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September 25, 2020 (LifeSiteNews) — The meltdown of the left over the passing of Ruth Bader Ginsburg was immediate and predictable. Viral videos circulating on Twitter show young women in hysterics, shrieking at their phones — one girl screamed that she hates those who are trying to stop abortions, and that she wished she’d been aborted herself. Another woman, who howled F-bombs with impressive lung power, berated the Notorious RBG for not hanging on just a little bit longer. The sheer force of emotion was slightly unnerving.
The reaction is ongoing, and it is getting sicker and stranger. Take, for example, Jamie Smith, a “40-something attorney and mother who lives in a quiet neighborhood with a yard and a garage full of scooters and soccer balls.” Smith is a normal person, she says: “I often walk with my children to get ice cream and spend weekends hiking through a national park.” But despite all that, the death of Ruth Bader Ginbsurg rocked Smith to her core and, she writes in the Huffington Post, “pushed me to join the Satanic Temple.”
“I am not the type of person who would normally consider becoming a Satanist, but these are not normal times,” Smith writes. “Our democracy has become so fragile that the loss of one of the last guardians of common sense … has put our civil and reproductive rights in danger like never before. And, so, I have turned to Satanism.”
I realize that this sounds like the sort of thing the Babylon Bee would write about abortion-supporters (perhaps to parody how Christians see abortion activists sometimes), but it helps to remember that the Satanic Temple has been fighting for abortion for some years now (they recently raffled a free abortion and declared abortion a “religious ritual”). It’s almost as strange as the effort to have witches curse President Trump, reported by the Los Angeles Times.
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According to Smith, the Satanic Temple is one of the last lines of defense against “theocracy” and the pro-life movement:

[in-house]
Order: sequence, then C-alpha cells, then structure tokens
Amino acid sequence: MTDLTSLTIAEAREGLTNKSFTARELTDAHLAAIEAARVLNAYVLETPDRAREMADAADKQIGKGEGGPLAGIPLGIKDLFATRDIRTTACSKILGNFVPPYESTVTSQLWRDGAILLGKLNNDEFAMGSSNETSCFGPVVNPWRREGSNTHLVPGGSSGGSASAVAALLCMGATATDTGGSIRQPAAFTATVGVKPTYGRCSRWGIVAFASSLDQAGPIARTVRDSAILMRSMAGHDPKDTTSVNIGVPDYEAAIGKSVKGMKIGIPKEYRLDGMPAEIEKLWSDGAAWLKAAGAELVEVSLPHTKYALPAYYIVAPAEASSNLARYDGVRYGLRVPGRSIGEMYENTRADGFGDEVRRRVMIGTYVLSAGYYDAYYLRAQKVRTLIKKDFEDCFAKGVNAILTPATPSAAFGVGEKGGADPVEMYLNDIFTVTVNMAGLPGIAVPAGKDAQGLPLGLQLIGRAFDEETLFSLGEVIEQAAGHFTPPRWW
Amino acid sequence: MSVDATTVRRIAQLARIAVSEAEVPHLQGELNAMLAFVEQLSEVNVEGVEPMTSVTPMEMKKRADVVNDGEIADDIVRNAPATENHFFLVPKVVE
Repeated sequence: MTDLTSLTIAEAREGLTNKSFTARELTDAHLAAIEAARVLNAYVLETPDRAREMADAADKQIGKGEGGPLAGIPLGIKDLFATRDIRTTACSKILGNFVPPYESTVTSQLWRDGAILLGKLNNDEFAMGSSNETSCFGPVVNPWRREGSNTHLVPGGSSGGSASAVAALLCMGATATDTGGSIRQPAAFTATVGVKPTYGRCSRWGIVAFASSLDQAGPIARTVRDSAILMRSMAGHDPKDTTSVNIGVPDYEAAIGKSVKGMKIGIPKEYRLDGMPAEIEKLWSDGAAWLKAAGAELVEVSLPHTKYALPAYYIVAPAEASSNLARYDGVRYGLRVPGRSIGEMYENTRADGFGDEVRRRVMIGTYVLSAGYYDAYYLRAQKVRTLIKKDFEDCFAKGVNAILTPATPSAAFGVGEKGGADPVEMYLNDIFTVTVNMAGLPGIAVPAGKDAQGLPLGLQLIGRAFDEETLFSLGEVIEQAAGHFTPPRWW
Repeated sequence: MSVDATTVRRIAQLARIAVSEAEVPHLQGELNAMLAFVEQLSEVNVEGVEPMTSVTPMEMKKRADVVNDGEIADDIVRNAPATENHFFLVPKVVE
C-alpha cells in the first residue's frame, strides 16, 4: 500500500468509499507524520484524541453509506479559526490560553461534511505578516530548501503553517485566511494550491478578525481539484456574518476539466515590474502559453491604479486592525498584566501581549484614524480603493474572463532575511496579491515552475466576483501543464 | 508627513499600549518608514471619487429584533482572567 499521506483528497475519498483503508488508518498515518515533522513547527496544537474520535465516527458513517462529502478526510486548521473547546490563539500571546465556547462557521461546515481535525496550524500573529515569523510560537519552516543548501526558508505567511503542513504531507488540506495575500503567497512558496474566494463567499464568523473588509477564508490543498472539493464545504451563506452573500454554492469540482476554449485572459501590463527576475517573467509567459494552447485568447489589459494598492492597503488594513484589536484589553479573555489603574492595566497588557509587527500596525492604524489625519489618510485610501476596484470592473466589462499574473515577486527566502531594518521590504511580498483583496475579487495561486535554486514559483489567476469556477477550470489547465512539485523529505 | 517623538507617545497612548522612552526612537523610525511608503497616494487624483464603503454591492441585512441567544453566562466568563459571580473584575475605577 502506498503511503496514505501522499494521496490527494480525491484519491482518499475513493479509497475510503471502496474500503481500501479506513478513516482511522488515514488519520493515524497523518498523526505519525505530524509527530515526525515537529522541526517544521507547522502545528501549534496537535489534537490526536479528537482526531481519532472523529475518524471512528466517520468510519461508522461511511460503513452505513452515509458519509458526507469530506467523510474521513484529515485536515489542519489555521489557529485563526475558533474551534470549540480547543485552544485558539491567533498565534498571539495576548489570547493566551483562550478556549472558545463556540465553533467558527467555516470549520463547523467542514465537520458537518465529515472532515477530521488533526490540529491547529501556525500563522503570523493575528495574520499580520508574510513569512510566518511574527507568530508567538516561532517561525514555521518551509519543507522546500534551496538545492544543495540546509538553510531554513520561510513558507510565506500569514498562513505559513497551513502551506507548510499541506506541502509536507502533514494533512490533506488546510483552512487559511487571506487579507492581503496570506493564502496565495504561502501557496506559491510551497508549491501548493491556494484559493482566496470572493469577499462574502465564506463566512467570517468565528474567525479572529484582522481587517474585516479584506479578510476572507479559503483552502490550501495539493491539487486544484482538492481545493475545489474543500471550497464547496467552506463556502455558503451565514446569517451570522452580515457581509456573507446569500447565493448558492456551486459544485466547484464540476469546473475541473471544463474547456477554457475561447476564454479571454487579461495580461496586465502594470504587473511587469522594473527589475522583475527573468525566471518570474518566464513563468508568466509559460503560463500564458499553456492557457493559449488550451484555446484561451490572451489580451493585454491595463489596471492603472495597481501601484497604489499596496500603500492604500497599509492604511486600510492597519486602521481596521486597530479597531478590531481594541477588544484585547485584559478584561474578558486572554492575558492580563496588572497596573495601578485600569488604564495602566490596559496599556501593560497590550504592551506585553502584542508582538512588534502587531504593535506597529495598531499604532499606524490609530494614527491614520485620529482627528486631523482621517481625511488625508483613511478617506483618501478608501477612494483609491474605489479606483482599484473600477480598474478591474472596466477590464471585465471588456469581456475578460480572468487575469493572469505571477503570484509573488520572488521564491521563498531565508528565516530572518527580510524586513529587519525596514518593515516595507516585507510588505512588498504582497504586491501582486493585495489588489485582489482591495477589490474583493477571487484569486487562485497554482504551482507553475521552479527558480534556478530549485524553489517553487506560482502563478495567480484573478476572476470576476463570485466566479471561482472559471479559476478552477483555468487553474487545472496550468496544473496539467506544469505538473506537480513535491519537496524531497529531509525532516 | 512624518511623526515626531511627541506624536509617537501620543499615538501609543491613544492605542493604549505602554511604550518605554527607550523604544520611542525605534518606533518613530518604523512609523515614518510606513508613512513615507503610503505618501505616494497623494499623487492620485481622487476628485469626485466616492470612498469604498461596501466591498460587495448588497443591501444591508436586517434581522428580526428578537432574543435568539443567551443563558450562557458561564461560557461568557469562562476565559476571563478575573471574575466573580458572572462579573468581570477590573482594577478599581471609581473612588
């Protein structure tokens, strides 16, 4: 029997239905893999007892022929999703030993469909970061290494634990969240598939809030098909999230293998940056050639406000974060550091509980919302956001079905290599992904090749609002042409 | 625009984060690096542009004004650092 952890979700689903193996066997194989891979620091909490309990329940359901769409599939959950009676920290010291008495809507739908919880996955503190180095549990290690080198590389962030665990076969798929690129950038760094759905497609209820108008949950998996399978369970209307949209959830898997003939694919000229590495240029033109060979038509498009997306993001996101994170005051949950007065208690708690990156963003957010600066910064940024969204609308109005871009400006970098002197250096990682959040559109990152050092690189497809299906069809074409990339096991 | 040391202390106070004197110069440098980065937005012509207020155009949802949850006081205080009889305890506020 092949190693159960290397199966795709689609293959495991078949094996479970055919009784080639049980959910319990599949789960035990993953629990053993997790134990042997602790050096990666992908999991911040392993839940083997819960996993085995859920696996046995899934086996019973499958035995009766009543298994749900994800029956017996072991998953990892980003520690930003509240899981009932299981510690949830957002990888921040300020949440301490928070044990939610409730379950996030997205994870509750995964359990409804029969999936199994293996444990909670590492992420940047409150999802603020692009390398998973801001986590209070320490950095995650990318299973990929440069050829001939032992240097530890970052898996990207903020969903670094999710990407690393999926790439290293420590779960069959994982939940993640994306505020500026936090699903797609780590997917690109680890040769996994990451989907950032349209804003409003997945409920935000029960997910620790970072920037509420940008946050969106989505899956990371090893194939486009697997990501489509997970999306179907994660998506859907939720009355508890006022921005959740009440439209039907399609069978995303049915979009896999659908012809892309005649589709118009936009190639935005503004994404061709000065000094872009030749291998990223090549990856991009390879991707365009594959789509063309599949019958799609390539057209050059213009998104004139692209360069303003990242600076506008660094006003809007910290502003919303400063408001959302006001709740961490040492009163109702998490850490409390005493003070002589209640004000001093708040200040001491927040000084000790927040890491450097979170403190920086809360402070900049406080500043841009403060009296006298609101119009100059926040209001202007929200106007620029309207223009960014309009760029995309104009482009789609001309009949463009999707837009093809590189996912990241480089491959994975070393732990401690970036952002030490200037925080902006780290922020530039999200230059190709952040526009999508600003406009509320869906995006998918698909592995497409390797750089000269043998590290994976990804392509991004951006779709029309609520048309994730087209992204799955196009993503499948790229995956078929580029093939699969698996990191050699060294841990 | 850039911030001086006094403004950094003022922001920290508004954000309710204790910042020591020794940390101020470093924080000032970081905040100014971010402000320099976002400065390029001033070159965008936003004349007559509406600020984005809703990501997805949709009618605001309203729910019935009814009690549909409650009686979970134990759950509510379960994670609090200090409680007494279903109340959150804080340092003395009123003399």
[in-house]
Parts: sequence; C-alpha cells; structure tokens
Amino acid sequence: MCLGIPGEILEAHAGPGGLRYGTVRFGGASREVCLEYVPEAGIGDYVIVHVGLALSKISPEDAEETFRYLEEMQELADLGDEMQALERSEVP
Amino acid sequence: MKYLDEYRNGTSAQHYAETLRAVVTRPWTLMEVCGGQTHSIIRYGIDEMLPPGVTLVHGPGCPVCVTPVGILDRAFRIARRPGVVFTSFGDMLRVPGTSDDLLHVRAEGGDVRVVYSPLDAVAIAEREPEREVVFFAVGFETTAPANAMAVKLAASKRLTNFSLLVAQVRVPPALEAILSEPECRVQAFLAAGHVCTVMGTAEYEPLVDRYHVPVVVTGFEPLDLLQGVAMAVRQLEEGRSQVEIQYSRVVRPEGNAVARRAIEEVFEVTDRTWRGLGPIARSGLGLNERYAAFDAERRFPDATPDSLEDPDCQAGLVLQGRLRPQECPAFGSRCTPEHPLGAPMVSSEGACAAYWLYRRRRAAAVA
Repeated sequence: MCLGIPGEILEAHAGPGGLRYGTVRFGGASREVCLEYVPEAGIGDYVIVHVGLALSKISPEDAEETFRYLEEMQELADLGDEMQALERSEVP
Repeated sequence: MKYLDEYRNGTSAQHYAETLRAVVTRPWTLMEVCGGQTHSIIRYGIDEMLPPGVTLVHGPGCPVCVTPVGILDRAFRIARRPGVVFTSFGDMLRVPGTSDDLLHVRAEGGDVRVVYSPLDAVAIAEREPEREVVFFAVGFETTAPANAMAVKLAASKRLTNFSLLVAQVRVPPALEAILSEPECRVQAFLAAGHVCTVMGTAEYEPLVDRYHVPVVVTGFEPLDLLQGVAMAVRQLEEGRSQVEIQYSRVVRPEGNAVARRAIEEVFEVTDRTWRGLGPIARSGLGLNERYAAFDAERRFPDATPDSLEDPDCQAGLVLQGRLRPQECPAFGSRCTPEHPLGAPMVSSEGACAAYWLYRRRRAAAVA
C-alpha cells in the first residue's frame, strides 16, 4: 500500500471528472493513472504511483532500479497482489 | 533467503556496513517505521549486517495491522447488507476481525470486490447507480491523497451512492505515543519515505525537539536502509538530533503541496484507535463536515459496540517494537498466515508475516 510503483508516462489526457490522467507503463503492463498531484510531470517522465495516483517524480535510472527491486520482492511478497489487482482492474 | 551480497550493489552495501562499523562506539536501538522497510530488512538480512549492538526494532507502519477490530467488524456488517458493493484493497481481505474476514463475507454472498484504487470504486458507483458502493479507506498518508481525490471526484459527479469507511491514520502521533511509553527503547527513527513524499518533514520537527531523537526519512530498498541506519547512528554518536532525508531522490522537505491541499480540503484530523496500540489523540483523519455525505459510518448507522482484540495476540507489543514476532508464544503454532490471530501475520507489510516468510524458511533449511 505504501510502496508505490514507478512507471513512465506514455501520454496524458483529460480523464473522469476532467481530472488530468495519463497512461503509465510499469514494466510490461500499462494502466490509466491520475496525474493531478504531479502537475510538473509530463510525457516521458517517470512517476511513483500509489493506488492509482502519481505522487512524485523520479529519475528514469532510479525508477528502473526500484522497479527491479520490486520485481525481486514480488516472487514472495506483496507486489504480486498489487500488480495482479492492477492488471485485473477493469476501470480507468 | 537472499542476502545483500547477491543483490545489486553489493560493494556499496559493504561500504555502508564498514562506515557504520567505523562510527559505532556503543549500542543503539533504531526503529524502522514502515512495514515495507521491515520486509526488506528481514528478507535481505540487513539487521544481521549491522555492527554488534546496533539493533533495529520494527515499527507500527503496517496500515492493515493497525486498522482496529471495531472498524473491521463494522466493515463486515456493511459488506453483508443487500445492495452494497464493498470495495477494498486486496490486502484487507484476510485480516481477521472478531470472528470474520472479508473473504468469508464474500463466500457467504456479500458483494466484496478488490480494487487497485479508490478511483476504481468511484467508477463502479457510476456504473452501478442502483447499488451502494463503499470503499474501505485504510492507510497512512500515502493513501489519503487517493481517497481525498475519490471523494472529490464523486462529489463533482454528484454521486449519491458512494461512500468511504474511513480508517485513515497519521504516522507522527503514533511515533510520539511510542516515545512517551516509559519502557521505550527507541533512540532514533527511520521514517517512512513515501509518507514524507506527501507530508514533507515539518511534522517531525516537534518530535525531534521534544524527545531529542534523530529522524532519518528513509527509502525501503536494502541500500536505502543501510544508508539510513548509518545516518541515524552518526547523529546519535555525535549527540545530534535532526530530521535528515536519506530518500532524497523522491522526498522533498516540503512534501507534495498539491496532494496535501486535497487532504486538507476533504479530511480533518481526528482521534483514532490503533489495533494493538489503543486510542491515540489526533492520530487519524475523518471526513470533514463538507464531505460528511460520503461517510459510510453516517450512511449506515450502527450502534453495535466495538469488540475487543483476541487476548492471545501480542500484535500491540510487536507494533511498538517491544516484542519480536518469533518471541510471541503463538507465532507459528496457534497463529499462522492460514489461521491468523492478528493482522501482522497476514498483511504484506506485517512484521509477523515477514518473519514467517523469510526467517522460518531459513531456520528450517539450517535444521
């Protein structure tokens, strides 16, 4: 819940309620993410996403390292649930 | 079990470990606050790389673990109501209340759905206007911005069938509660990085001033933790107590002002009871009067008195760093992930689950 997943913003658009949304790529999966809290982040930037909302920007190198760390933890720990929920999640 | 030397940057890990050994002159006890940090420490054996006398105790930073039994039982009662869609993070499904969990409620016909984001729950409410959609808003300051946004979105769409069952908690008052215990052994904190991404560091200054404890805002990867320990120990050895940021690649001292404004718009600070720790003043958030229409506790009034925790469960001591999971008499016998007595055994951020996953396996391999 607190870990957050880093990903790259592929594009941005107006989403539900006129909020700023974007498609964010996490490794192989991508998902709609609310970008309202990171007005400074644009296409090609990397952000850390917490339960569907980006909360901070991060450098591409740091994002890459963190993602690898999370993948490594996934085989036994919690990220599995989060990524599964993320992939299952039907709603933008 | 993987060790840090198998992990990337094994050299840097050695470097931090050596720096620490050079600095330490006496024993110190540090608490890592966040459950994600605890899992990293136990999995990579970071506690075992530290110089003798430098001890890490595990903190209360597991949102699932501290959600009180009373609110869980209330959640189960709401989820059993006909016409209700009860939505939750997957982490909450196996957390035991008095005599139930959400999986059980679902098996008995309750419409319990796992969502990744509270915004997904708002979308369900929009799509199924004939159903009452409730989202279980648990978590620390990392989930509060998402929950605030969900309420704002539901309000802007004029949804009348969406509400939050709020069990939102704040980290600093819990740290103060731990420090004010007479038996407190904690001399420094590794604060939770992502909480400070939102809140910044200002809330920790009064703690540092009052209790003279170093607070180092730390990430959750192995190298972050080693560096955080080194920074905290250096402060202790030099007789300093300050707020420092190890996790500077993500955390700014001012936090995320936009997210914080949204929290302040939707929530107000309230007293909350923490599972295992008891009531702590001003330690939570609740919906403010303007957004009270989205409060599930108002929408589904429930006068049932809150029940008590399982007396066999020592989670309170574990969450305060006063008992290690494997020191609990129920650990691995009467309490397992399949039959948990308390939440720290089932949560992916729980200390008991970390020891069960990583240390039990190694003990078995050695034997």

Members of the Satanic Temple do not believe in the supernatural or superstition. In the same way that some Unitarians and some Jews do not believe in God, Satanic Temple members do not worship Satan and most are atheists. They are not affiliated in any way with the Church of Satan. Instead, the Satanic Temple uses the devil as a symbol of rebellion.
Just like other faiths, the Satanic Temple has a code that their members believe in deeply and use to guide their lives. These Seven Fundamental Tenets include that “one should strive to act with compassion and empathy toward all creatures in accordance with reason,” that “the struggle for justice is an ongoing and necessary pursuit that should prevail over laws and institutions,” and that “one’s body is inviolable, subject to one’s own will alone.”
Reading through the Seven Tenets, I was struck by how closely they aligned with the unwritten code I had used to try to guide my own life for several years. I realized, happily, that these were my people and that I had been a Satanist for several years without even knowing it. When Justice Ginsburg’s death suddenly made combating the threats to reproductive rights and a government free from religious interference more urgent, I knew it was time to join them and support their conceptual and legal battles.